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For information on the Royal Commission into Aged Care Quality and Safety, visit https://agedcare.health.gov.au/announcement-of-royal-commission-into-aged-care-quality-and-safety

1. Work out the costs

Once you have received a letter to say that you are approved for entry into an aged care home, follow this pathway to access care in an aged care home and manage your services:

The Australian Government subsidises a range of aged care services in Australia. Subsidies based on your care needs are paid directly to the home.

If you are eligible, you are expected to contribute to the cost of your accommodation and care if you can afford to.

Aged care homes costs

There are various fees you may be asked to pay including:

  • basic daily fee - covers your day-to-day living costs. Everyone can be asked to pay this fee.
  • means-tested care fee - if your income and assets are over a certain amount, you can be asked to contribute to the cost of your care.
  • accommodation costs - some people will have their accommodation costs paid in full or in part by the government while others will need to pay the price agreed to with the aged care home.
  • fees for extra and additional services - you may have to pay extra if you choose a higher standard of accommodation or additional services.

The government sets the maximum means-tested care fee and basic daily fee. There are also rules about how much you can be asked to pay for your accommodation.

You will need to discuss and agree to any accommodation payments and fees with your aged care home before you enter.

Estimate costs

To work out what you might need to pay, there is a Fee Estimator to help you estimate the likely costs to live in an aged care home. You can also call My Aged Care on 1800 200 422 for more information about aged care home fees.

Room prices are published by all aged care homes on the service finder. You can also compare the costs of rooms between aged care homes.

Arrange your financial assessment

Your income and assets assessment will let you know if you:

How much you pay depends on the result of your income and assets assessment.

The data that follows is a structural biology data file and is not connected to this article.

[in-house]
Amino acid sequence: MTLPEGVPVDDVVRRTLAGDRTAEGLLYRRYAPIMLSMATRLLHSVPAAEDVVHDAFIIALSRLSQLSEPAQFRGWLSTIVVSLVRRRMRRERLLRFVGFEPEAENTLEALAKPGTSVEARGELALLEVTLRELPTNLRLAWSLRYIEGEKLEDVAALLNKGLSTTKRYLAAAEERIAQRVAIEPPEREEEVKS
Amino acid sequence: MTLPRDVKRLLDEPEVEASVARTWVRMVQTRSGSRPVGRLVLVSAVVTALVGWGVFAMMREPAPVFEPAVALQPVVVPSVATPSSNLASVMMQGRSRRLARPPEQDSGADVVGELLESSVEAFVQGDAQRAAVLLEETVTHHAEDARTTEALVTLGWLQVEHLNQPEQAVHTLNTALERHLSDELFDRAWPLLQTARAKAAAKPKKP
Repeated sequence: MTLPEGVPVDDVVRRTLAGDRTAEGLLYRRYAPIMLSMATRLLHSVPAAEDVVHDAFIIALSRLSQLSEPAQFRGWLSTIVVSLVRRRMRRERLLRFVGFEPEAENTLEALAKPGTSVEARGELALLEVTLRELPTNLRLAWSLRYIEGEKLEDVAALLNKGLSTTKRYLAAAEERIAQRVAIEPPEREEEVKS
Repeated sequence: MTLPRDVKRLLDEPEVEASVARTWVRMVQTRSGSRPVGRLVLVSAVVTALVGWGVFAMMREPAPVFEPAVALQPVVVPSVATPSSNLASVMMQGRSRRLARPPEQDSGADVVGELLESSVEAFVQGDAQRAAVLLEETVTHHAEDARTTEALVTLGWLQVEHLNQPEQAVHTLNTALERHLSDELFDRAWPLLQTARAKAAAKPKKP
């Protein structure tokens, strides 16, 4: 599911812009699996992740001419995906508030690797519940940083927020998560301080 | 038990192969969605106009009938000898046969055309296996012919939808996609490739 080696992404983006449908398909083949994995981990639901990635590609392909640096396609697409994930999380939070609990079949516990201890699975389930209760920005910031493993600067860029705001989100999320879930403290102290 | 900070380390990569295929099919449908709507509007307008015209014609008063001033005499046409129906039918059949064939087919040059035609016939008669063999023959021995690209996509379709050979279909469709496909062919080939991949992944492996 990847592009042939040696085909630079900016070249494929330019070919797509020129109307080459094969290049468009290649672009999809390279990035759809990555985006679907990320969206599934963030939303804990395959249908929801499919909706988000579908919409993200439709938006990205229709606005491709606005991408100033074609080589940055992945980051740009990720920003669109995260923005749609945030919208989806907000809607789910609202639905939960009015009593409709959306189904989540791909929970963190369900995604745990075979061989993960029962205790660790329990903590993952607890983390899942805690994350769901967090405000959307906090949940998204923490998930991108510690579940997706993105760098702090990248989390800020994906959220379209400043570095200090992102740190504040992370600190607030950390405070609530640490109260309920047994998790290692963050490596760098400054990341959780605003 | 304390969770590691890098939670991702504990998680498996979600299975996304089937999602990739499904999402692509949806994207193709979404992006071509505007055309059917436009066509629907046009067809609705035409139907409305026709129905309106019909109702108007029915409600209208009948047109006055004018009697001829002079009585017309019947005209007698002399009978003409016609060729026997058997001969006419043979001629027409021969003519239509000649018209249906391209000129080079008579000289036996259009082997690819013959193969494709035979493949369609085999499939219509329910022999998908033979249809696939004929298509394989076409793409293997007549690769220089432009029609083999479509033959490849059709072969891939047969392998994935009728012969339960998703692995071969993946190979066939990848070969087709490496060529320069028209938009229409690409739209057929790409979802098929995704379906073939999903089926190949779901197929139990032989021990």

You should arrange for a formal income and assets assessment by the Department of Human Services (DHS) as soon as possible so you know what your contribution towards your accommodation, care and services will be.

For eligible members of the veteran community, the formal income and assets assessment may be undertaken by the Department of Veterans' Affairs (DVA). Read more about this on the DVA website.

Some aged care homes will want to know if the government will help you with your accommodation costs or if they can ask you to agree to an accommodation room price.

This process takes time, so consider applying for the income and assets assessment early, before you enter care. The fee notification letter you receive from DHS is valid for 120 days (unless there is a change in your circumstances).

If you don't have an income and assets assessment you will not be eligible for government assistance with your accommodation and care costs. The aged care home can then ask you to pay an accommodation payment and the maximum means-tested care fee.

Read more about the income and assets assessment.

Financial hardship assistance

If you feel that you would face financial hardship in paying your aged care home costs, you can ask to be considered for financial hardship assistance.

Other information about costs

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Now you know more about the costs of your care, you can use this information as you start to find an aged care home to meet your needs.

Last reviewed: 29 January, 2018.